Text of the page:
Caramelised Onion & Rosemary Quiche

Caramelised Onion & Rosemary QuicheMe and the Mr love a good quiche. It’s proper comfort food but not like the Winter kind… more a spring/summer kind. Nothing beats it when you’re out on a picnic or enjoying an evening meal in the garden. It’s perfect for lunch, dinner, packed lunches or even the dish you take to your friend’s Summer BBQ! Always guaranteed to be a hit, it’s also a fantastic fridge clearer. You can pretty much chuck any leftovers into a quiche & it will still taste great! This particular combination was one I came across over at The Chefscapades blog and I couldn’t resist trying it out.

So here is what you will need to make 1 x 8″ quiche:

For the Pastry *

  • 250g Plain Flour
  • 125g Unsalted Butter, cold & cubed
  • Pinch of Salt
  • 1 Egg
  • 1 tbsp Cold Water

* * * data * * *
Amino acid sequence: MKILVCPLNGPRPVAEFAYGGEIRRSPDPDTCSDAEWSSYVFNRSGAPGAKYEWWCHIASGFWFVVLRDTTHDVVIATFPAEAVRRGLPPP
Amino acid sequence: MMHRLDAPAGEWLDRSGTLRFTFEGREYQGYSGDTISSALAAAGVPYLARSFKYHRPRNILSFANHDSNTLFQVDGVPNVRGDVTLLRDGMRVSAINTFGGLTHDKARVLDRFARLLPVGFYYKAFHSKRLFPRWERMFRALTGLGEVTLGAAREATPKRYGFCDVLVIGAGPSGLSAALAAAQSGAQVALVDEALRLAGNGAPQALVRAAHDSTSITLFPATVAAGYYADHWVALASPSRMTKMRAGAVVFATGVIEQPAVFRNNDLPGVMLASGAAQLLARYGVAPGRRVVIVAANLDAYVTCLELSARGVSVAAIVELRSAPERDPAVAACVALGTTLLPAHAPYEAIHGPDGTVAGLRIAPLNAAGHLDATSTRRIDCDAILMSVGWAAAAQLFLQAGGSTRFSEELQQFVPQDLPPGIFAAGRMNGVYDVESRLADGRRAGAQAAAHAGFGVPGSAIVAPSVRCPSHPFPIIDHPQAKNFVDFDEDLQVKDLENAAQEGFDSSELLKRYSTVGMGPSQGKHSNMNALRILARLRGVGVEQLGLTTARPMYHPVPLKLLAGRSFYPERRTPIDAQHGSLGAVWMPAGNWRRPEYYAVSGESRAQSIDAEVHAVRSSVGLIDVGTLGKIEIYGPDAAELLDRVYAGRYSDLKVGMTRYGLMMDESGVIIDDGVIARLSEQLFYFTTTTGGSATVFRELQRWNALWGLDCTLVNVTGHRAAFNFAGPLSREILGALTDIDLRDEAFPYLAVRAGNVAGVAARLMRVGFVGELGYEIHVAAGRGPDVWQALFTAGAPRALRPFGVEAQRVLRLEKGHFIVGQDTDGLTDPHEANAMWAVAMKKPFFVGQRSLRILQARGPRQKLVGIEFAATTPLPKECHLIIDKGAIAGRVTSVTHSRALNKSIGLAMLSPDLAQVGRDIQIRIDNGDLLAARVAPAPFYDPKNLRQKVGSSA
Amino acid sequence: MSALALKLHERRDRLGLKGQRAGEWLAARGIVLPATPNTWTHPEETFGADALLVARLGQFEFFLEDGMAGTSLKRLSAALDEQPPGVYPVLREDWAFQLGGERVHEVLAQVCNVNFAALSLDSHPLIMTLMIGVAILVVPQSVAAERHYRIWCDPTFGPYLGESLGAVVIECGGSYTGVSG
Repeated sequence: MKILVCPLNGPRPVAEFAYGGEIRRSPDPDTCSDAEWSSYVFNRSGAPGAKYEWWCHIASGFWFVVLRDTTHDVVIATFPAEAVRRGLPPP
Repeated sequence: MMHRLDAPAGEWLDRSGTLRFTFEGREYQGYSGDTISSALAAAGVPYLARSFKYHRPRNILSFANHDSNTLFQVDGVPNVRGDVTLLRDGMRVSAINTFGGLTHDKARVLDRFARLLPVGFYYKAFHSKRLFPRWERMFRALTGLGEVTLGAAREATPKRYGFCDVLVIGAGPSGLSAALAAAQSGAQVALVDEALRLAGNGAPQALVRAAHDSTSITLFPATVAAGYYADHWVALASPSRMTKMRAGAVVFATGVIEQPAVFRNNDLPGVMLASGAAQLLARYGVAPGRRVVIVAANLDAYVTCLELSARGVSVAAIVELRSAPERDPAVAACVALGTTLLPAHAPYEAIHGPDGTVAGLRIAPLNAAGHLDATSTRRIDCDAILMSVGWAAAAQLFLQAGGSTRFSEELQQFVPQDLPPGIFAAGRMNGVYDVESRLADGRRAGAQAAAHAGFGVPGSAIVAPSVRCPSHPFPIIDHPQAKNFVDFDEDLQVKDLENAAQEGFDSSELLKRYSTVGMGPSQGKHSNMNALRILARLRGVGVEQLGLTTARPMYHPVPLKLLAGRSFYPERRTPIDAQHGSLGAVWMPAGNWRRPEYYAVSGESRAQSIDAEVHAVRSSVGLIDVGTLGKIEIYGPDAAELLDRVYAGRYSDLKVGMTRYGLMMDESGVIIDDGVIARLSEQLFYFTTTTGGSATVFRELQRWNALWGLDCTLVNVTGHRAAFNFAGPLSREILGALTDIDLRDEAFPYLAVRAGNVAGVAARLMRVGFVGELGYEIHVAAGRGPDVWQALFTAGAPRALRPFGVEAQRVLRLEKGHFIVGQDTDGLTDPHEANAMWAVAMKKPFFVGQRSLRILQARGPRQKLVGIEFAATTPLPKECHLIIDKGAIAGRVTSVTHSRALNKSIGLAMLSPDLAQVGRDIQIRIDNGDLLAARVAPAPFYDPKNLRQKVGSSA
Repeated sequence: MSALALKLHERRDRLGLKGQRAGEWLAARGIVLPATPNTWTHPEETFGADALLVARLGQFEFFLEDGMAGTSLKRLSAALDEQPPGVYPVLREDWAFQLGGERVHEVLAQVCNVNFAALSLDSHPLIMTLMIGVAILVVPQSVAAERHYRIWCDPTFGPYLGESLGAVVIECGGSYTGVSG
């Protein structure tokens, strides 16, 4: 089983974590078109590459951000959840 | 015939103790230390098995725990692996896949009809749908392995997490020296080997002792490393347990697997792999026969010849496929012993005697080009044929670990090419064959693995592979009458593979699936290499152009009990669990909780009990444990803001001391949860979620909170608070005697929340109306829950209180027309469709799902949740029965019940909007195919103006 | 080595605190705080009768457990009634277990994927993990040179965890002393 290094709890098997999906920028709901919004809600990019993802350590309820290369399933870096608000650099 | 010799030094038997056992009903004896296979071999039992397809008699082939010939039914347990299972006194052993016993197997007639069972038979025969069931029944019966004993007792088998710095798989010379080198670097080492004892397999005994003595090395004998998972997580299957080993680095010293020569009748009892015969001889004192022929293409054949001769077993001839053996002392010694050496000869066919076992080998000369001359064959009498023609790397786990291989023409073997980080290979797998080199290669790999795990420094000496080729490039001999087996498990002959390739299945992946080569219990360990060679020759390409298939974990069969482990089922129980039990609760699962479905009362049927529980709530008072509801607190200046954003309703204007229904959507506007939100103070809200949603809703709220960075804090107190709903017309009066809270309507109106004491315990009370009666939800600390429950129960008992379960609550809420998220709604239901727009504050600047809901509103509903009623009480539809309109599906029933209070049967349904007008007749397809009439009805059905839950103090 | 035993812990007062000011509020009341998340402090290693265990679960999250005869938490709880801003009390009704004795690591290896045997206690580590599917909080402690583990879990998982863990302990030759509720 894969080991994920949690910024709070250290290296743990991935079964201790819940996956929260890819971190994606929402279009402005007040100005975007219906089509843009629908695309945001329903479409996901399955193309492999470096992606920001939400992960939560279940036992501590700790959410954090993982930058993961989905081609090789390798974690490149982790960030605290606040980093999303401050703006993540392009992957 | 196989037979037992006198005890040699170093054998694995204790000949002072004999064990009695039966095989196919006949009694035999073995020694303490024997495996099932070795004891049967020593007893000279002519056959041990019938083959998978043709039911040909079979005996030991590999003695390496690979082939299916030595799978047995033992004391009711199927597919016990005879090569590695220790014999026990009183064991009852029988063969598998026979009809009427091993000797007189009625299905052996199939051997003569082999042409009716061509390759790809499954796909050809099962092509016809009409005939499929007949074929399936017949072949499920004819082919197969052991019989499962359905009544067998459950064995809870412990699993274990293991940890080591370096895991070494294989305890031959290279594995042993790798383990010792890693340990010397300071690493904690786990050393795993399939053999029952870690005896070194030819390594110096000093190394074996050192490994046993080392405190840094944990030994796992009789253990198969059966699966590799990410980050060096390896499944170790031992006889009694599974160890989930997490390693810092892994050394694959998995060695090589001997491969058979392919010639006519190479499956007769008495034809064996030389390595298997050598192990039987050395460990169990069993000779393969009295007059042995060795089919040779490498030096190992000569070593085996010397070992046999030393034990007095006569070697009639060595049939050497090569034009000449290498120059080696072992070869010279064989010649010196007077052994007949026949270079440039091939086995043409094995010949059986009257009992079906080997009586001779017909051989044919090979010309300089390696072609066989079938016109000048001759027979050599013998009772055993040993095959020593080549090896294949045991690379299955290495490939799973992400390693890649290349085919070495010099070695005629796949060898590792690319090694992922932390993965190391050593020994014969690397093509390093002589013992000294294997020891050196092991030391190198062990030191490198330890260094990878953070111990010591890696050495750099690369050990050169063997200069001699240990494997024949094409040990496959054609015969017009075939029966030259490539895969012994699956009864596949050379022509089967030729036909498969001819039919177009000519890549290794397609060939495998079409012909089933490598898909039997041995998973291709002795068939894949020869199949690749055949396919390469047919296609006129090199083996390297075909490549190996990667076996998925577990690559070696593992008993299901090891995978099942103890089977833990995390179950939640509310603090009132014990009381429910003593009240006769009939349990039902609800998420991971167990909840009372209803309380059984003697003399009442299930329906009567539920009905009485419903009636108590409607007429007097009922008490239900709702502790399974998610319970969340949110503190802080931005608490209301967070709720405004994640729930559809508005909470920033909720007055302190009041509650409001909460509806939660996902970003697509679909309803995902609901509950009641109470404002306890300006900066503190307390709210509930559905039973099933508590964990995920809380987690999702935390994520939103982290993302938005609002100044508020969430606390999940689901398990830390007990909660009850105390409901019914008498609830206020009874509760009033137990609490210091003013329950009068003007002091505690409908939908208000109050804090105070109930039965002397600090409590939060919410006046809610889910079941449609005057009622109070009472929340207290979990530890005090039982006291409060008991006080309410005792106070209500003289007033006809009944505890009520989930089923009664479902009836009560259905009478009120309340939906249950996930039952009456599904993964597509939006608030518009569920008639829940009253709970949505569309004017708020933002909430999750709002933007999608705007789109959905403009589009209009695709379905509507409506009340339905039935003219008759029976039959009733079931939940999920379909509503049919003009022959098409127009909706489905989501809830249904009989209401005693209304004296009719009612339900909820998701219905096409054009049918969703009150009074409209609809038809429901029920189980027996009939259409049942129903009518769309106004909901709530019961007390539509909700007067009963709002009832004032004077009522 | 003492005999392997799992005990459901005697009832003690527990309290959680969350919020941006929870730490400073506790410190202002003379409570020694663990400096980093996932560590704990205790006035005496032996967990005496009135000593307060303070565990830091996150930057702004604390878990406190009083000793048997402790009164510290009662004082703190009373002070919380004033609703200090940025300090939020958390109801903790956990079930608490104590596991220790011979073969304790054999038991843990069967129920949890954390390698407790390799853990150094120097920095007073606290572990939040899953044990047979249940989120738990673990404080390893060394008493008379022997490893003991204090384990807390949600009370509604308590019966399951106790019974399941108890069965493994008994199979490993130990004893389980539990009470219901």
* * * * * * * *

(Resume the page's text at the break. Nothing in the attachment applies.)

• 1 Egg white, beaten for glaze

For the Filling

  • 2 Large Onions
  • 1 tbsp Butter
  • 90ml Milk
  • 90ml Double Cream
  • 2 Eggs
  • 1 tbsp Fresh Rosemary, chopped
  • 50g Gruyere Cheese, grated
  • Salt & Pepper

Essential Equipment

  • 8″ Round, Fluted, Loose Bottomed Tin
  • Food Processor

* You can, of course, buy your pastry & prepare/bake in the same way as below.

To make the pastry, dump the flour, butter & salt into a food processor & blitz until it becomes like fine breadcrumbs.

Caramelised Onion & Rosemary QuicheBeat the egg with the water & gradually pour it into the food processor whilst it’s still on. Stop when the pastry starts to clump together. If necessary, add a little more water.

Caramelised Onion & Rosemary QuicheTip out onto your work surface & bring together to form a ball. Cover in cling film, flatten into a disc and rest in the fridge for 30 minutes.

I like to roll my pastry out in-between 2 sheets of cling film because if you roll it out on lots of flour, you can upset the balance of ingredients & potentially ruin your pastry.

So, roll out your pastry into a rough circle approx 2 – 3 mm thick and big enough to cover the base & sides of your tin.